“It’s a really fun night, and it’s the main event that raises a lot of funds to support all our health center operations, funding the direct healthcare delivery, as well as our education function,” Reyes-Martín said. 

Indeed, the bash also raises some serious cash, grossing some $600,000 in 2022 to support PPCCC’s mission, which recognizes that even a well-delivered talk about the birds and the bees isn’t anywhere near enough to overcome society’s qualms about sexual freedom and access to reproductive care. 

“We’re always wanting to make sure that we’re caring for every patient that comes through our doors,” said Reyes-Martín.  

Planned Parenthood California Central Coast
Luz Reyes-Martín, VP of Community Engagement
Lindsay Soleimani, VP of Philanthropy
(800) 230-7526


Planned Parenthood California Central Coast

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(805) 722-1522
Vice President of Philanthropy: Lindsay Soleimani


To improve our communities’ sexual and reproductive health outcomes through health care, education, and advocacy.

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My own personal experience with Planned Parenthood is the same as many of my peers. All of our stories start the same and end the same. We went to Planned Parenthood feeling confused, nervous, even a little scared, but we left with knowledge, relief, and empowerment to make the best decisions about our bodies for ourselves. That is the magic of providing a safe space to access information without judgement.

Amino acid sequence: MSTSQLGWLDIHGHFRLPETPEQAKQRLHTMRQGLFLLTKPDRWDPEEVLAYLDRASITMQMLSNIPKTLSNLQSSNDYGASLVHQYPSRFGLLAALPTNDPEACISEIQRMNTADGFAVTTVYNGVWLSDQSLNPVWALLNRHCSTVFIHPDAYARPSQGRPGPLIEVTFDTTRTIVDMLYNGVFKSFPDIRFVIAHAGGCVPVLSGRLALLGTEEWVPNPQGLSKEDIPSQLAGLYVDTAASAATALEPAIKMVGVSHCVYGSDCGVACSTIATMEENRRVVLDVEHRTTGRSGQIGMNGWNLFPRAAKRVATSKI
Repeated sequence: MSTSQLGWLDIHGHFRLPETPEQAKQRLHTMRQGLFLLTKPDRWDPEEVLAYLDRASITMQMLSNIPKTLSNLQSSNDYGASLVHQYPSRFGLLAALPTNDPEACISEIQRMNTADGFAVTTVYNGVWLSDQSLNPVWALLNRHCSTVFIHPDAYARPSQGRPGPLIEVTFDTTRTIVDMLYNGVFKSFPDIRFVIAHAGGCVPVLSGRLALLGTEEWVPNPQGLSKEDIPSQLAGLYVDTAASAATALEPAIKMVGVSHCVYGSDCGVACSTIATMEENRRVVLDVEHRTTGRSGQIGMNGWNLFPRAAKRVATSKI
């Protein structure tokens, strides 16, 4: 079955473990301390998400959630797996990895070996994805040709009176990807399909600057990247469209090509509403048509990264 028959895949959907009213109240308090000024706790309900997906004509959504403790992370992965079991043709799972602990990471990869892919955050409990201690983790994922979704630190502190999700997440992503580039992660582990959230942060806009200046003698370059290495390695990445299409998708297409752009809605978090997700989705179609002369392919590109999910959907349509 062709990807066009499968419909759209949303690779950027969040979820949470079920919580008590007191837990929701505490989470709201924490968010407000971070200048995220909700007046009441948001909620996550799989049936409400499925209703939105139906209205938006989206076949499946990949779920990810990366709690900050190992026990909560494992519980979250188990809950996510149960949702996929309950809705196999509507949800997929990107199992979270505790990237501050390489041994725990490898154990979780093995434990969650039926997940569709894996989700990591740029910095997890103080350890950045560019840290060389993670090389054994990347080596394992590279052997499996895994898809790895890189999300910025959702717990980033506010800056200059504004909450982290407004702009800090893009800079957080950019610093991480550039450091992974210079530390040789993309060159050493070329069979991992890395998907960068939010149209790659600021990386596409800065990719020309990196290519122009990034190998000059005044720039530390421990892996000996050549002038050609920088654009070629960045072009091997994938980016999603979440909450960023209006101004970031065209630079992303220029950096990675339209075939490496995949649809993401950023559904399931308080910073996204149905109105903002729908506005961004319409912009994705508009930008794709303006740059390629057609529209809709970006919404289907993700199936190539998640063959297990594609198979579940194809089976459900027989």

Nicole Martinez
Volunteer with PPCCC’s Raíz Program

Powering Reproductive Freedom, Bodily Autonomy

Planned Parenthood California Central Coast is seeking an unprecedented $3.3 million by the end of June to help it face these ongoing historic challenges. The funds would primarily go toward healthcare education, advocacy, and expanding their health services and clinical staff, including an additional physician and nurses for its health centers in Santa Barbara, Ventura, and San Luis Obispo counties.

The funds will enable the Planned Parenthood affiliate to continue to advance health equity in the diverse communities they serve while expanding access to patients traveling to California from other states that have banned abortion.

“Each person should be able to make decisions about their own bodies, health care, and futures without the interference of politicians and judges. That’s the work we do,” says Jenna Tosh, the nonprofit affiliate’s president and CEO. “We give people tools to make decisions for themselves.”

Key Supporters

Leslie & Ashish Bhutani
Hahn-Block Family Foundation
Ms. Joyce Frenette
Mrs. Kathryn W. Henry
The Crawford Idema Family Foundation
Mrs. Kristen Klingbeil-Weis & Mr. Karl Weis
Linked Foundation
Mr. & Mrs. Robert Marshall
Mericos Foundation
Mithun Family Foundation
Henry Mayo Newhall Foundation
Santa Barbara Foundation
Judy & Jack Stapelmann
Rachel Kaganoff Stern
Dr. & Mrs. David L. Stevig
Stone Family Foundation
The Ripple Pie Foundation
The Walter J.
and Holly O. Thomson Foundation
Dr. Carrie Towbes & Dr. John Lewis
The Towbes Foundation
Zegar Family Foundation